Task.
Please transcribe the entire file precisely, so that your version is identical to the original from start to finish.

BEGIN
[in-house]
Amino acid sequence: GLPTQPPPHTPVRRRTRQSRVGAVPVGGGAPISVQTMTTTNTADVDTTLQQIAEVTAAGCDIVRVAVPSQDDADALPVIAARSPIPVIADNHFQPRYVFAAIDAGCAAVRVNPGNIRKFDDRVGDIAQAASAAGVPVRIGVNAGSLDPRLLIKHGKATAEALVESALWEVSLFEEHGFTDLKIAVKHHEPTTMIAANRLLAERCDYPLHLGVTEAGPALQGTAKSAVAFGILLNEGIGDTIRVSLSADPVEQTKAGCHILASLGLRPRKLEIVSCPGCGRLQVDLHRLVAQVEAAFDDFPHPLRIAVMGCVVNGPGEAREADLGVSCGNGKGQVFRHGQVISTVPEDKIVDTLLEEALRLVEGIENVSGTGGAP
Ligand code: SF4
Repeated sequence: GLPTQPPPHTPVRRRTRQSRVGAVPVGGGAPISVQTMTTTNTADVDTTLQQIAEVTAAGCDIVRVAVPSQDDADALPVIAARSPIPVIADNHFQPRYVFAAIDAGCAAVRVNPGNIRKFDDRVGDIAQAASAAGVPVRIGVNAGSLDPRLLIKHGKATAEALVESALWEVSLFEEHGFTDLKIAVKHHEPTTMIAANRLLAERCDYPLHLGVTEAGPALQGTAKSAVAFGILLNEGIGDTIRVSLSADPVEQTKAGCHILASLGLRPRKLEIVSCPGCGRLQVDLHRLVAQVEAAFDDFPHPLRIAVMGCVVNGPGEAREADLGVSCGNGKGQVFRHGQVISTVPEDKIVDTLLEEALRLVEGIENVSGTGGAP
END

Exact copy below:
[in-house]
Amino acid sequence: GLPTQPPPHTPVRRRTRQSRVGAVPVGGGAPISVQTMTTTNTADVDTTLQQIAEVTAAGCDIVRVAVPSQDDADALPVIAARSPIPVIADNHFQPRYVFAAIDAGCAAVRVNPGNIRKFDDRVGDIAQAASAAGVPVRIGVNAGSLDPRLLIKHGKATAEALVESALWEVSLFEEHGFTDLKIAVKHHEPTTMIAANRLLAERCDYPLHLGVTEAGPALQGTAKSAVAFGILLNEGIGDTIRVSLSADPVEQTKAGCHILASLGLRPRKLEIVSCPGCGRLQVDLHRLVAQVEAAFDDFPHPLRIAVMGCVVNGPGEAREADLGVSCGNGKGQVFRHGQVISTVPEDKIVDTLLEEALRLVEGIENVSGTGGAP
Ligand code: SF4
Repeated sequence: GLPTQPPPHTPVRRRTRQSRVGAVPVGGGAPISVQTMTTTNTADVDTTLQQIAEVTAAGCDIVRVAVPSQDDADALPVIAARSPIPVIADNHFQPRYVFAAIDAGCAAVRVNPGNIRKFDDRVGDIAQAASAAGVPVRIGVNAGSLDPRLLIKHGKATAEALVESALWEVSLFEEHGFTDLKIAVKHHEPTTMIAANRLLAERCDYPLHLGVTEAGPALQGTAKSAVAFGILLNEGIGDTIRVSLSADPVEQTKAGCHILASLGLRPRKLEIVSCPGCGRLQVDLHRLVAQVEAAFDDFPHPLRIAVMGCVVNGPGEAREADLGVSCGNGKGQVFRHGQVISTVPEDKIVDTLLEEALRLVEGIENVSGTGGAP